Empty building, empty government

By

Opinion

September 16, 2019 - 10:06 AM

The Robert B. Docking Office Building in Topeka. Photo courtesy of the Topeka Capital-Journal

It just stands there, all 13 floors, abandoned and alone.  Once the hub of Kansas’s administrative activity, the Robert B. Docking Office Building is empty and orphaned, its previously vibrant departments now slimmed-down and parceled out to rented space and other cities. 

In the late 1940s, the State Building Commission foresaw the need for a major office building that would house at least 11 agencies and boards.  Docking (given its name by the Carlin Administration in 1987) was built between 1954 and 1957, at roughly the same time as the Kansas Turnpike, which has aged far more gracefully. In its day, Docking stood as a progressive architectural statement of a forward-looking Kansas, much like the Turnpike. When constructed, at a cost of $9 million, the massive office building was an investment in an expectant future, even before Kansas government began to expand dramatically in the 1960s and beyond.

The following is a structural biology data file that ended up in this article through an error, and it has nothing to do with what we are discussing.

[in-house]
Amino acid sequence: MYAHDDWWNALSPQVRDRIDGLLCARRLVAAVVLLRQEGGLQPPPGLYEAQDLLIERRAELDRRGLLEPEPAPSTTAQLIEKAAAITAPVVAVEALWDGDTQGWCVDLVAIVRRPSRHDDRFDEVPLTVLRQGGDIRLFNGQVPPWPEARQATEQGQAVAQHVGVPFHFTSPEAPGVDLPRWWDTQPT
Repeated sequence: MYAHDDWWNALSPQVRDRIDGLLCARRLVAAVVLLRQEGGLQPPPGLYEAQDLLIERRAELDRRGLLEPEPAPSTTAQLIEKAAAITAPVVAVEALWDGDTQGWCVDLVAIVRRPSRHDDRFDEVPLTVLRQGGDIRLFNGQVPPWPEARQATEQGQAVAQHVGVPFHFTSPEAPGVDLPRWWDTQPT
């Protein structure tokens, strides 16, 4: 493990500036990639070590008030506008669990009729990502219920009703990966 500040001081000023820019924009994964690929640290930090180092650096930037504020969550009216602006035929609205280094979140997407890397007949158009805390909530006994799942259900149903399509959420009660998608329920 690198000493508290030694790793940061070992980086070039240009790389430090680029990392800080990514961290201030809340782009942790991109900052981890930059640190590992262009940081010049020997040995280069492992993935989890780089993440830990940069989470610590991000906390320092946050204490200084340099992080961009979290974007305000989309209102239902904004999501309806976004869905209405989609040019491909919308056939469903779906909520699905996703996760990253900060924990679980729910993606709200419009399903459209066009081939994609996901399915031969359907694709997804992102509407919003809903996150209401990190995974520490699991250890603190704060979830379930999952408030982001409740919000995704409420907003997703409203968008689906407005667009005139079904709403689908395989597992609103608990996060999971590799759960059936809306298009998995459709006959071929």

Throughout the 20th Century, Docking served its purpose well, requiring occasional updating to its heating and cooling systems and eventually coming to sit atop a large energy/mechanical system that continues to serve eight buildings in the Capitol Complex, including the statehouse.

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